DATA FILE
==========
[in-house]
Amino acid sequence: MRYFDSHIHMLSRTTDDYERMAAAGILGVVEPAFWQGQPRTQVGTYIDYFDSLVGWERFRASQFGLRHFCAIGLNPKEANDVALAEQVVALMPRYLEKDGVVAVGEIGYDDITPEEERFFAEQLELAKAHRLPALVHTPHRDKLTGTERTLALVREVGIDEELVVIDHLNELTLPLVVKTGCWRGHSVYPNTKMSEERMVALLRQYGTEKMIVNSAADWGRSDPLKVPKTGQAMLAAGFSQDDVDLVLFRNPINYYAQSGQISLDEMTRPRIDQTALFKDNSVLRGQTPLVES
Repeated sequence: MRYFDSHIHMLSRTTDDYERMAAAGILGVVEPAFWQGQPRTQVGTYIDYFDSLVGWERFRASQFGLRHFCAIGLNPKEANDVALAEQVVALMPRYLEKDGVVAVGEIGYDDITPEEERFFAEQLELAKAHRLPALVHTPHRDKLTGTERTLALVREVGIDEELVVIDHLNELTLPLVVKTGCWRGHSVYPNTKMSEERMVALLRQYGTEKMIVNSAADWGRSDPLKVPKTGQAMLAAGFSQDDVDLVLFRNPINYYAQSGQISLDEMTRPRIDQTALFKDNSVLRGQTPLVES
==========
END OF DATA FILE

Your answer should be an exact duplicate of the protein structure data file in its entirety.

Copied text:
[in-house]
Amino acid sequence: MRYFDSHIHMLSRTTDDYERMAAAGILGVVEPAFWQGQPRTQVGTYIDYFDSLVGWERFRASQFGLRHFCAIGLNPKEANDVALAEQVVALMPRYLEKDGVVAVGEIGYDDITPEEERFFAEQLELAKAHRLPALVHTPHRDKLTGTERTLALVREVGIDEELVVIDHLNELTLPLVVKTGCWRGHSVYPNTKMSEERMVALLRQYGTEKMIVNSAADWGRSDPLKVPKTGQAMLAAGFSQDDVDLVLFRNPINYYAQSGQISLDEMTRPRIDQTALFKDNSVLRGQTPLVES
Repeated sequence: MRYFDSHIHMLSRTTDDYERMAAAGILGVVEPAFWQGQPRTQVGTYIDYFDSLVGWERFRASQFGLRHFCAIGLNPKEANDVALAEQVVALMPRYLEKDGVVAVGEIGYDDITPEEERFFAEQLELAKAHRLPALVHTPHRDKLTGTERTLALVREVGIDEELVVIDHLNELTLPLVVKTGCWRGHSVYPNTKMSEERMVALLRQYGTEKMIVNSAADWGRSDPLKVPKTGQAMLAAGFSQDDVDLVLFRNPINYYAQSGQISLDEMTRPRIDQTALFKDNSVLRGQTPLVES